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Accessing SQL Data from Your Host Program
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After you establish the connection handle, you must explicitly connect to the database within the context of the handle. To do this, you must use the SQLConnect( ) function, which takes seven arguments: the connection handle, the target SQL server, the length of the server name, the connection user, the length of the username, the connection password, and the length of the password. For C strings, you can use SQL_NTS in place of length arguments to indicate that a length does not have to be specified for the preceding string, as shown in the following example:
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SQLConnect ( hdbc, server01, SQL_NTS, SaleMngr, SQL_NTS, SalesPW, SQL_NTS );
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As you can see, the function specifies the hdbc connection handle and the server01 SQL server. The connection will be established using the SaleMngr user account and the SalesPW password. Instead of specifying the length of any of the strings, SQL_NTS is used. Once you ve connected to the database, you can create statement handles and execute SQL statements.
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Establishing a Statement Handle
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In order to execute an SQL statement from within your host program, you must create a statement handle within the context of your connection handle. As with other types of handles, you can use the AllocHandle( ) function to establish the statement handle. As you have seen, the AllocHandle( ) function requires three arguments. In the case of a statement handle, those arguments are SQL_HANDLE_STMT, the host variable that identifies the connection handle, and the host variable that identifies the statement handle. The host variable that identifies the statement handle is preceded by an ampersand, as shown in the following example:
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SQLAllocHandle ( SQL_HANDLE_STMT, hdbc, &hstmt );
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In this function, the connection handle referenced is hdbc, and the variable identifying the statement handle is hstmt.
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Executing SQL Statements
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Now that you ve established your allocation handles and connected to the database, you can set up functions that allow you to execute the SQL statements. The CLI model supports two methods that you can use to execute SQL statements. The first is direct execution and the second is preparing the statement for later execution.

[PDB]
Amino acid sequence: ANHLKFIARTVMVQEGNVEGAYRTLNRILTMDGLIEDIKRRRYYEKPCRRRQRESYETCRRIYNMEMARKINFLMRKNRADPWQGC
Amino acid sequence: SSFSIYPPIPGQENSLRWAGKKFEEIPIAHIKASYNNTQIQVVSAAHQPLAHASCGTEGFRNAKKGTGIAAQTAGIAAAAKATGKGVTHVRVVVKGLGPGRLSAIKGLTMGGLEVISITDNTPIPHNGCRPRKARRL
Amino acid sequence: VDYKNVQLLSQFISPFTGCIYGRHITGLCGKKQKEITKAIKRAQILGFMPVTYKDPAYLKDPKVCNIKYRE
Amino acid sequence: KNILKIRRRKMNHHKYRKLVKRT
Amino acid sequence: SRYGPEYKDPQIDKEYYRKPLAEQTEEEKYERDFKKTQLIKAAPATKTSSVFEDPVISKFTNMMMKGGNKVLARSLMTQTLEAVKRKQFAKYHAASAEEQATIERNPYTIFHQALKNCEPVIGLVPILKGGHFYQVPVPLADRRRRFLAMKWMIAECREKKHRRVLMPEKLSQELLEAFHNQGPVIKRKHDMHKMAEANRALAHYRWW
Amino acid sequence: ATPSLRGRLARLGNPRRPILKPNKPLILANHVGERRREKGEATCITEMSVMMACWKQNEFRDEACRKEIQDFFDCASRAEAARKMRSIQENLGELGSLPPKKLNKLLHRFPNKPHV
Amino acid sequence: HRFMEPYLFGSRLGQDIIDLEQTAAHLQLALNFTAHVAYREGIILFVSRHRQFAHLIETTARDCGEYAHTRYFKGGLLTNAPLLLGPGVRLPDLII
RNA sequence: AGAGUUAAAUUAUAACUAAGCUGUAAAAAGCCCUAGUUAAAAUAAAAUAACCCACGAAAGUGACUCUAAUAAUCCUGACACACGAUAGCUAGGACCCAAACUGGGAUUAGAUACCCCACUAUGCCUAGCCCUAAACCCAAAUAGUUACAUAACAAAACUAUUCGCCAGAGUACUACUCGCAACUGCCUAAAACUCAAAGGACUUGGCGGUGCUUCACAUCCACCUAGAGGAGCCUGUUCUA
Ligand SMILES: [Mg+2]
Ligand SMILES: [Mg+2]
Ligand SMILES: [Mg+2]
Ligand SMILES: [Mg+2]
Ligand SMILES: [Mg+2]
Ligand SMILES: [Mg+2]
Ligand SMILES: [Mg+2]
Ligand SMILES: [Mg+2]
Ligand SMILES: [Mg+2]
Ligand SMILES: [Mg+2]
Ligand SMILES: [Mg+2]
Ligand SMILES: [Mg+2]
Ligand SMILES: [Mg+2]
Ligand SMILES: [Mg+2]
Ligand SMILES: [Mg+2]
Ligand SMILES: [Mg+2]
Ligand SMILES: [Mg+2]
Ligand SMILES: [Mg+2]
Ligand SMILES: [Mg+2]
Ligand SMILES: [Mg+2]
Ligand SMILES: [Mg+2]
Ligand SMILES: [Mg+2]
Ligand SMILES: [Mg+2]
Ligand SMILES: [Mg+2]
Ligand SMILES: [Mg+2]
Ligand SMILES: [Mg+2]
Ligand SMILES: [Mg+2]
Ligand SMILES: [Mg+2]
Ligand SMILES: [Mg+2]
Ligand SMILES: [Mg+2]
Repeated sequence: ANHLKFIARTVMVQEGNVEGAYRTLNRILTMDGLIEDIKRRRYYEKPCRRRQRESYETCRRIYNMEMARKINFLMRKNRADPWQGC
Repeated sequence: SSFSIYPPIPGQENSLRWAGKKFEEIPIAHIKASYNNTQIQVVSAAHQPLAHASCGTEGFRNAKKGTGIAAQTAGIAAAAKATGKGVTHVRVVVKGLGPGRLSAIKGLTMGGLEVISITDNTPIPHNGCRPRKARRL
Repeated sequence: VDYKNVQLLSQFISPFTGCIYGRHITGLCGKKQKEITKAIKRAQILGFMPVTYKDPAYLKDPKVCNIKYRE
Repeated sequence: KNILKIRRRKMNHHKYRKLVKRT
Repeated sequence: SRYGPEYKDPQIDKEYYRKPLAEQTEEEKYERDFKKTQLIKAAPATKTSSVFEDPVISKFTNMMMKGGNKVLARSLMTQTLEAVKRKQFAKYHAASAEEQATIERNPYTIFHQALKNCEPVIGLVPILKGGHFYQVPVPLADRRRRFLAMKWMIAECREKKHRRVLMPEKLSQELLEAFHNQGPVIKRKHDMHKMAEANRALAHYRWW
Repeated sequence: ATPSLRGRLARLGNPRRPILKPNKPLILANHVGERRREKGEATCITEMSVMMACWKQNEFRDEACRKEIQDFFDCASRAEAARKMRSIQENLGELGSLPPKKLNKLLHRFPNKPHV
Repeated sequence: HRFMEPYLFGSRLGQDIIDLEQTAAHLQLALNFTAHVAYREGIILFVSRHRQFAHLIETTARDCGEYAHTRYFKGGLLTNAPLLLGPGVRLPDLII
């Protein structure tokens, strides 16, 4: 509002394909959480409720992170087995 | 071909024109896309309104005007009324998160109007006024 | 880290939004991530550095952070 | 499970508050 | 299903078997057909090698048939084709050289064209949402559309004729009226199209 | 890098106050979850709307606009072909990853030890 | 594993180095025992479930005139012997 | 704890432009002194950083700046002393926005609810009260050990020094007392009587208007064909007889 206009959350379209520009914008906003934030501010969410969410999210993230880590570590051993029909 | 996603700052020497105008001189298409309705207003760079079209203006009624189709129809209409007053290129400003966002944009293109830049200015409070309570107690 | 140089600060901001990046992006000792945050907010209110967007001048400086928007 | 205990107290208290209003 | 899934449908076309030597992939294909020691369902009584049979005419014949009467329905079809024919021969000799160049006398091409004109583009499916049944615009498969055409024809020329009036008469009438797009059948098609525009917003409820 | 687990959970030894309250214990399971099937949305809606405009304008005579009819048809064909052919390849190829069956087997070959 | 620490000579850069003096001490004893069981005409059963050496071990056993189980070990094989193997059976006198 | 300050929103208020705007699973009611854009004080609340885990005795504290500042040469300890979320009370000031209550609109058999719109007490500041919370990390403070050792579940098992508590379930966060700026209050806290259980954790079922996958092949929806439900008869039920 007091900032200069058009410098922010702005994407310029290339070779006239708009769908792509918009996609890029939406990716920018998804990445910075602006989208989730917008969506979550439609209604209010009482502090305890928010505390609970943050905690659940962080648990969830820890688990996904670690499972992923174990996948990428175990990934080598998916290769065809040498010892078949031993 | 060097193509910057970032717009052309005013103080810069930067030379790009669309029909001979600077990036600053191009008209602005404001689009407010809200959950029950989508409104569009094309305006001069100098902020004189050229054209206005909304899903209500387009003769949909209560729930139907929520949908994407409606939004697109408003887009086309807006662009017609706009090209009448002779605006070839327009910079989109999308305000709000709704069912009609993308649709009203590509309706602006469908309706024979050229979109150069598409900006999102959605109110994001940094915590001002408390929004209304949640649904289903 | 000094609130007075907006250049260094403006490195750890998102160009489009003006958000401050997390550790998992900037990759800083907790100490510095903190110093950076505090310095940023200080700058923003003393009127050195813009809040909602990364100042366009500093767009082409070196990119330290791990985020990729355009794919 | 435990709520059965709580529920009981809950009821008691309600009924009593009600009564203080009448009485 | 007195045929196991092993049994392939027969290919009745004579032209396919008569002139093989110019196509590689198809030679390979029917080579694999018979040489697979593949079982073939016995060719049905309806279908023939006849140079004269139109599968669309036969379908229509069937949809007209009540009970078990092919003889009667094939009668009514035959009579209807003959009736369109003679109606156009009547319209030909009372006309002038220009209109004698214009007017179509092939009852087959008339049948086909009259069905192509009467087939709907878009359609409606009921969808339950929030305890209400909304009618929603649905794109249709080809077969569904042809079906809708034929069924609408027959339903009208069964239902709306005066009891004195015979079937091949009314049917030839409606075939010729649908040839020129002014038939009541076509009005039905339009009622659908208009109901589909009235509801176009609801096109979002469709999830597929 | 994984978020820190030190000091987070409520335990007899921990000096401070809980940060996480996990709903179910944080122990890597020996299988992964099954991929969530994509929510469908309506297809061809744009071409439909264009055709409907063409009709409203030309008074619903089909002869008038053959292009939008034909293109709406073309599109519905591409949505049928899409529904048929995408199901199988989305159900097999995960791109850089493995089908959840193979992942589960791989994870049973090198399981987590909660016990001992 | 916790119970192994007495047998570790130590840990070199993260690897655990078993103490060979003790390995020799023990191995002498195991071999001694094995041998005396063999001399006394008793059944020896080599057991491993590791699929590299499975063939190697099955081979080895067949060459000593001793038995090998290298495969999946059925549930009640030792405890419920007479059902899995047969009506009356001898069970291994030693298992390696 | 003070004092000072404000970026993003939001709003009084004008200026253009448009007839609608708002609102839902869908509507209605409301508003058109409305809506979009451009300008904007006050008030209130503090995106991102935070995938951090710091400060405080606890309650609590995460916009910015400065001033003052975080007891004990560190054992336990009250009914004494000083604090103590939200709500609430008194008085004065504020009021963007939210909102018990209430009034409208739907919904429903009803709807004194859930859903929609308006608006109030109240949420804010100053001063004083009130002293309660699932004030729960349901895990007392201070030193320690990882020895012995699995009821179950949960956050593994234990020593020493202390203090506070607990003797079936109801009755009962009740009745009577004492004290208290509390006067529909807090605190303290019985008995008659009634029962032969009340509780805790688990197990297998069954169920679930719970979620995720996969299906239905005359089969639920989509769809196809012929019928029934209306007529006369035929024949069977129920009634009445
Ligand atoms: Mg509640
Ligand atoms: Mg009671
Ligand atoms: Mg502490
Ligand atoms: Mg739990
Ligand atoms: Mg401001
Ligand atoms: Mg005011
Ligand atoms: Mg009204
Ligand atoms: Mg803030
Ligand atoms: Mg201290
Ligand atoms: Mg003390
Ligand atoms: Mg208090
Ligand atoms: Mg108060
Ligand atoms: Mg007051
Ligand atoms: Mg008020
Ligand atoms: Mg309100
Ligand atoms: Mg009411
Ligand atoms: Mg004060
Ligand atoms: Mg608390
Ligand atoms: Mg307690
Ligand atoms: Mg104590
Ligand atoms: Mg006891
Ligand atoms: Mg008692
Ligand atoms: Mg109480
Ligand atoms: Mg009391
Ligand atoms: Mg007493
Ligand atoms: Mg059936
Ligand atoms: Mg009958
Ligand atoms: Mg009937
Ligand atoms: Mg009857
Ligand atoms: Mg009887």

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Using the ExecDirect( ) Function
The first method you can use to execute an SQL statement is the ExecDirect( ) function. The function takes three arguments. The first argument is the name of the statement handle in whose context you ll be executing the statement. The second argument is the actual SQL statement, enclosed in double quotation marks. The third argument is the length of the statement. In a C program, you generally use SQL_NTS to indicate that you do not have to specify the length of the string.
SQL: A Beginner s Guide
Let s take a look at an example of the ExecDirect( ) function to demonstrate how you can use it to execute an SQL statement. The following function references the hstmt statement handle and defines a DELETE statement:
SQLExecDirect ( hstmt, "DELETE FROM CD_INVENTORY WHERE CD_ID = 5731", SQL_NTS );
As you can see, the SQL statement is passed as an argument to the CLI routine. In this case, any rows with a CD_ID value of 5731 will be deleted from the CD_INVENTORY table. Notice that the SQL_NTS value is used to indicate that you do not have to specify the length of the string (the actual SQL statement).
Using the Prepare( ) and Execute( ) Functions
Another method that you can use to execute a statement is to first prepare the statement and then later execute it. You would use this method if you need to execute your statement more than one time. The first function that you use in the two-step process is the Prepare( ) function, which requires the same three arguments as the ExecDirect( ) function, as shown in the following example:
SQLPrepare ( hstmt, "DELETE FROM CD_INVENTORY WHERE CD_ID = 5731", SQL_NTS );
Notice that we reference the same statement handle and define the same SQL statement as in the preceding ExecDirect( ) example. The only difference is that, in the case of the Prepare( ) function, the statement isn t actually executed, but is instead prepared for execution. When a statement must be executed multiple times, this process saves on overhead because the statement has to be analyzed and optimized only once. Once you ve prepared the statement, you can then use the Execute( ) function to execute the statement. The Execute( ) function takes only one argument the statement handle that contains the prepared statement, as shown in the following example:
SQLExecute ( hstmt );
Because the statement was already prepared, you merely need to reference the statement handle to execute the statement. You can execute the statement as often as necessary simply by invoking the Execute( ) function and specifying the statement handle.
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